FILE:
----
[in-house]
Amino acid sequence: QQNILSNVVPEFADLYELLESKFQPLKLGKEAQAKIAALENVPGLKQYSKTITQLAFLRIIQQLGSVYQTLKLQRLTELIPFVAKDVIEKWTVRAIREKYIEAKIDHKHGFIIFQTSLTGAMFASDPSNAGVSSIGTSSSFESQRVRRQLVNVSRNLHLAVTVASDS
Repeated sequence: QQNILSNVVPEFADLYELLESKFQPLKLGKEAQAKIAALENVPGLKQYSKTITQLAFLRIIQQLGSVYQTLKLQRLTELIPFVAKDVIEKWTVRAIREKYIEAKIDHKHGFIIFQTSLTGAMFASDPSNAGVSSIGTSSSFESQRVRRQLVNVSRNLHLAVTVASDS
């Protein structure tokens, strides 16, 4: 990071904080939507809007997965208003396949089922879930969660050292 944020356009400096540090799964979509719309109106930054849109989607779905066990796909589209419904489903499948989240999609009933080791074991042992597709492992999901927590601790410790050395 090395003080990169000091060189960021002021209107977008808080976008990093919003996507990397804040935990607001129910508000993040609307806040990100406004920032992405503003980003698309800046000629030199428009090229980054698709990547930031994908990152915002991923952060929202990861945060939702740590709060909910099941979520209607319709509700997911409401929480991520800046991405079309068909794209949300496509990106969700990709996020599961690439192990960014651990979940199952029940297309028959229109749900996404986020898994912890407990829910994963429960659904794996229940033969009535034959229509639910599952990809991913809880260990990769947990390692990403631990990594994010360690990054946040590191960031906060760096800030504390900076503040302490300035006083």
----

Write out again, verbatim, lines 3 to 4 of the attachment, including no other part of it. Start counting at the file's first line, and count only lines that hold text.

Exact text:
Repeated sequence: QQNILSNVVPEFADLYELLESKFQPLKLGKEAQAKIAALENVPGLKQYSKTITQLAFLRIIQQLGSVYQTLKLQRLTELIPFVAKDVIEKWTVRAIREKYIEAKIDHKHGFIIFQTSLTGAMFASDPSNAGVSSIGTSSSFESQRVRRQLVNVSRNLHLAVTVASDS
């Protein structure tokens, strides 16, 4: 990071904080939507809007997965208003396949089922879930969660050292 944020356009400096540090799964979509719309109106930054849109989607779905066990796909589209419904489903499948989240999609009933080791074991042992597709492992999901927590601790410790050395 090395003080990169000091060189960021002021209107977008808080976008990093919003996507990397804040935990607001129910508000993040609307806040990100406004920032992405503003980003698309800046000629030199428009090229980054698709990547930031994908990152915002991923952060929202990861945060939702740590709060909910099941979520209607319709509700997911409401929480991520800046991405079309068909794209949300496509990106969700990709996020599961690439192990960014651990979940199952029940297309028959229109749900996404986020898994912890407990829910994963429960659904794996229940033969009535034959229509639910599952990809991913809880260990990769947990390692990403631990990594994010360690990054946040590191960031906060760096800030504390900076503040302490300035006083």